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John J. Hurley

Canisius College Magazine WINTER 2011 VOLUME 12, ISSUE 1

President John J. Hurley Associate Vice President for Public Relations & Executive Editor Debra S. Park MS ’06

One of the things I noticed when I came to Canisius 14 years ago was how ageless many of our professors looked. The year was 1997 but most looked the same as they did when I left as a graduate in 1978. I joked with several that the job obviously agreed with them and that the years had been very kind to them. I have come to see that spending a career engaged in reading, writing, thinking and passing along wisdom to young people can be a veritable “fountain of youth.” In time, it caused me to take for granted the presence of so many special people on the campus. I suppose that I assumed that they would always be here. I know that is not the case, however, and we report with some sadness in this issue (page 20) on the passing of two long-time members of the faculty, Mel Schroeder and Larry Minet, and a much younger colleague, John Kalb of the Biology Department. Larry Minet, a retired member of the Economics and Finance Department, was still a fixture in the faculty lounge at the time of his death. In his retirement, Larry found in Canisius a true second home, where he was content to read for hours and drop in unannounced at various campus gatherings.

Managing Editor Audrey R. Browka Director of Creative Services & Layout Editor Andalyn Courtney Contributing Designers Shaun M. Maciejewski Rose Twardowski Director of Alumni Relations Eileen L. Hudson ’83 Contributing Writers Elizabeth M. Bohen ’74, MS ’76 Dianna Civello Kristin E. Etu ’91 Rachel Flammer Erin H. Hartnett Eileen C. Herbert ’04 Eileen L. Hudson ’83 Laura B. Marek ’06 Illustration Kevin Serwacki

John Kalb passed away suddenly at the end of the fall semester. While only 44, he had accomplished so much in his research, his teaching and his development of the biology curriculum at the college. His passing is mourned by his department, his students, his professional colleagues outside the college, and his family.

Photography Matt Cashore Shaun Maciejewski Tom Wolf ’86

Mel Schroeder was still teaching full-time in the English Department in the fall before discovering that he had cancer. The case was too advanced for aggressive treatment and Mel passed away peacefully shortly after the spring semester began. He leaves behind a legion of English majors, Griffin editors, Quadrangle poets and connoisseurs of books and movies, all of whom were the beneficiaries of his wisdom and guidance. I count myself among the lucky ones who had Mel in three classes, and discussed student journalism and The Griffin with him by the hour.

To Contact Us We are eager to hear your comments about Canisius College Magazine. Please send correspondence to: Canisius College Magazine 2001 Main Street, Lyons Hall Room 209, Buffalo, NY 14208 Phone 716-888-2790 Fax 716-888-2778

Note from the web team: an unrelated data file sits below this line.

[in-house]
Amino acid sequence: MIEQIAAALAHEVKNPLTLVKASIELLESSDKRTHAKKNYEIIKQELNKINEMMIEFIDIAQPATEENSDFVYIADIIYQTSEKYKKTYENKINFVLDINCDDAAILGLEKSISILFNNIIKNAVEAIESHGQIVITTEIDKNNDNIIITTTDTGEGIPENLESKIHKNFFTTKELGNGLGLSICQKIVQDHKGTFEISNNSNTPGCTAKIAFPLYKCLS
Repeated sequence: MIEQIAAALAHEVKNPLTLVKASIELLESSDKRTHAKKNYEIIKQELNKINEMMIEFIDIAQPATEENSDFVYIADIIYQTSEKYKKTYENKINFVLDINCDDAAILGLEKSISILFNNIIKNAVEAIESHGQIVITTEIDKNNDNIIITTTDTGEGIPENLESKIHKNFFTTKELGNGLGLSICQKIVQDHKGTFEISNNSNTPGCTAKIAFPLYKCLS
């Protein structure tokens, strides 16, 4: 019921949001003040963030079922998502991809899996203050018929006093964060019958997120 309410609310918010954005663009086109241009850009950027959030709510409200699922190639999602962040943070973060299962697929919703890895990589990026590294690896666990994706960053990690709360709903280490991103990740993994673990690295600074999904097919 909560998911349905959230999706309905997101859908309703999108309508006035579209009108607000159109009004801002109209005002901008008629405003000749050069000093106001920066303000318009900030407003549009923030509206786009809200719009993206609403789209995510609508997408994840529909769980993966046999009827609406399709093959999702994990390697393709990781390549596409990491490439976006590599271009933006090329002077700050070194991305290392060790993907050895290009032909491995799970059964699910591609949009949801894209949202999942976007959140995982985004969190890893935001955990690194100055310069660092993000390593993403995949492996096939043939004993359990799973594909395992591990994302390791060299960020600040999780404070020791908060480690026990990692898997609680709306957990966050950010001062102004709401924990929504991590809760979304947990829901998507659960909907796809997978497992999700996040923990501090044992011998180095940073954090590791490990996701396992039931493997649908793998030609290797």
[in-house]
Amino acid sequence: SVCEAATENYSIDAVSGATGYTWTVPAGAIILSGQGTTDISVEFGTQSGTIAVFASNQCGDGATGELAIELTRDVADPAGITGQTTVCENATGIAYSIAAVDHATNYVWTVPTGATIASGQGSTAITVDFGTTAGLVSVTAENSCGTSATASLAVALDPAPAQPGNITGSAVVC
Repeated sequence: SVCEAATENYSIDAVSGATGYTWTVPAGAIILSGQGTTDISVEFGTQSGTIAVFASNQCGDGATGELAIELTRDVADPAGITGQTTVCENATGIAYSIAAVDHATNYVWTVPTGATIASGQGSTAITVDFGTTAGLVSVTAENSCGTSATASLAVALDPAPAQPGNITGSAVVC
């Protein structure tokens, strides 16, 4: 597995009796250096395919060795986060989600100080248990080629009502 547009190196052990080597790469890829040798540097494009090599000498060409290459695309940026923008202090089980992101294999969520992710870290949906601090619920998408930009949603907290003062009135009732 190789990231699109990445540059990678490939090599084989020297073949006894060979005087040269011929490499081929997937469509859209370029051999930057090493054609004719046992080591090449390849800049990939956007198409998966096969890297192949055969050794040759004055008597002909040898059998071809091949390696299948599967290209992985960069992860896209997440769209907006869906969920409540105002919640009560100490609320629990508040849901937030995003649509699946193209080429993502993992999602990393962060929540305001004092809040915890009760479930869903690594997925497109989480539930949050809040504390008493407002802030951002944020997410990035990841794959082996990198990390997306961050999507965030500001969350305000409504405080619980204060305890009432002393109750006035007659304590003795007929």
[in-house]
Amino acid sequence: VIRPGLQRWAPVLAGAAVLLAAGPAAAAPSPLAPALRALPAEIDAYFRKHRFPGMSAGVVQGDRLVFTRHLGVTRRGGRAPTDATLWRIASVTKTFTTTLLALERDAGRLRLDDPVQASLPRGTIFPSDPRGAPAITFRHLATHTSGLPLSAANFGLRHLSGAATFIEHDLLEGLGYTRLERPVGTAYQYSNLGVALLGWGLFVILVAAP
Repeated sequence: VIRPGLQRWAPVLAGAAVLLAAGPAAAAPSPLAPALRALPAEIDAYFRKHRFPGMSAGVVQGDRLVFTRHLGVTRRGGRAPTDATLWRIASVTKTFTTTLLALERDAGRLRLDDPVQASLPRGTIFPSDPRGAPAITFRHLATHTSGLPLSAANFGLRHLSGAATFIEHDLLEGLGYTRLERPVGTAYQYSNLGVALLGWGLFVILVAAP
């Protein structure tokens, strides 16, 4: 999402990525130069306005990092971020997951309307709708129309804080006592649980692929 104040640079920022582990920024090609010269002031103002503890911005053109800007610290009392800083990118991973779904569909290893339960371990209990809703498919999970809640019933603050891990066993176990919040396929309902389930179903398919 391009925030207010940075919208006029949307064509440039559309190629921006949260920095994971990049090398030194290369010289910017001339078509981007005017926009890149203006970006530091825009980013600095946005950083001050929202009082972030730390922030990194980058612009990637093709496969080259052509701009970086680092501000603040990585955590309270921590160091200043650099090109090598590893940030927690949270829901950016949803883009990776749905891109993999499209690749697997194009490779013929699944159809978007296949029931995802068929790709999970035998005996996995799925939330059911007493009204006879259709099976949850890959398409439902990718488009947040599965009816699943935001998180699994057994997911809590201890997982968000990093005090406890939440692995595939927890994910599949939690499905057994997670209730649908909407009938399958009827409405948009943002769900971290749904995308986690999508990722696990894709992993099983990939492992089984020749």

Jesuit education is special because the people who are on the front lines delivering it every day – the faculty – are special. We have lost some special people. May they rest in peace!

Canisius College Magazine is published four times a year (winter, spring, summer, fall) by Canisius College at: 2001 Main Street, Buffalo, NY 14208 USPS 908-760 Periodical postage paid at Buffalo, NY and additional offices Postmaster send change of address to: Canisius College, 2001 Main Street, Buffalo, NY 14208


contents WINTER 2011

6 | Jesuit Profile Homecoming Rev. Joseph E. Billotti, S.J., returns to Buffalo to continue his journey as a Jesuit.


10 | Cover Story Make it Matter Feed your soul and the souls of others through service.


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32 16 | Faculty Profile

32 | Alumni Profile

At Your Service

most valuable player Former NBA coach Jeff Nix ’80 plays host to America’s military families at collegiate sporting events across the country.

David J. Snyder, PhD, personifies what it means to use one’s gifts for the service of others.

BLUE & GOLD BRIEFS C A MPUS NE WS A ND NOTE S faculty notes facult y NE WS A ND update s


a legacy of leadership





C A mpa ig n ne ws a nd update s



Erratum The fall 2010 issue of Canisius College Magazine erroneously omitted Robert A. Klump’s professional title in the story “A Conversation with the Chief Justice” (pg 16). Klump is director of the Raichle Pre-Law Program at Canisius College.

Science Hall Work to Begin in Spring After years of planning, Canisius College is scheduled to start the first phase of development on Science Hall in late May. Science Hall will be developed at the site of the former HealthNow building on Main Street and become a state-of-the-art interdisciplinary science center for the college’s science departments, which are currently located in three different buildings. The total estimated cost of the project is $68 million and will be completed in phases. Canisius expects to utilize the building as early as fall 2012. “Science Hall will enable us to build upon one of the college’s greatest academic strengths,” said Canisius College President John J. Hurley. “The building will become the hub of an integrated and interdisciplinary program, in which new curricular and research initiatives will be implemented to keep Canisius at the forefront of undergraduate science education.” The first phase of the Science Hall development is a result of a $16 million financing package made available under the federal stimulus bill, and the receipt of a $2 million grant from the John R. Oishei Foundation; $1 million of which will serve as a challenge grant to attract additional gifts to the college for the project. Canisius previously obtained two appropriations from the New York State Legislature totaling $7 million and a $400,000 appropriation from the federal government obtained through the efforts of Congressman Brian Higgins. “It has been a challenge to assemble all of the pieces in a difficult economic environment but thanks to our partners at M&T Bank and the Buffalo and Erie County Industrial Land Development Corp. and the generosity of the John R. Oishei Foundation, work on this critically important project can now begin,” added President Hurley.